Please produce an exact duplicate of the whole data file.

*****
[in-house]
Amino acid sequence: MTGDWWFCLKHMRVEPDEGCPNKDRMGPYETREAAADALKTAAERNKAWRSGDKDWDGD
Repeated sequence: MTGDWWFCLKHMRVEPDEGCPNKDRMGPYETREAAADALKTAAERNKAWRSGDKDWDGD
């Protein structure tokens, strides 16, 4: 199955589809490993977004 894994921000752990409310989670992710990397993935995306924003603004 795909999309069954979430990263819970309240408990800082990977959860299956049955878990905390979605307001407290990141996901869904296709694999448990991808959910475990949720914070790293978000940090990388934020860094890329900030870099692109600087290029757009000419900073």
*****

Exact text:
[in-house]
Amino acid sequence: MTGDWWFCLKHMRVEPDEGCPNKDRMGPYETREAAADALKTAAERNKAWRSGDKDWDGD
Repeated sequence: MTGDWWFCLKHMRVEPDEGCPNKDRMGPYETREAAADALKTAAERNKAWRSGDKDWDGD
């Protein structure tokens, strides 16, 4: 199955589809490993977004 894994921000752990409310989670992710990397993935995306924003603004 795909999309069954979430990263819970309240408990800082990977959860299956049955878990905390979605307001407290990141996901869904296709694999448990991808959910475990949720914070790293978000940090990388934020860094890329900030870099692109600087290029757009000419900073």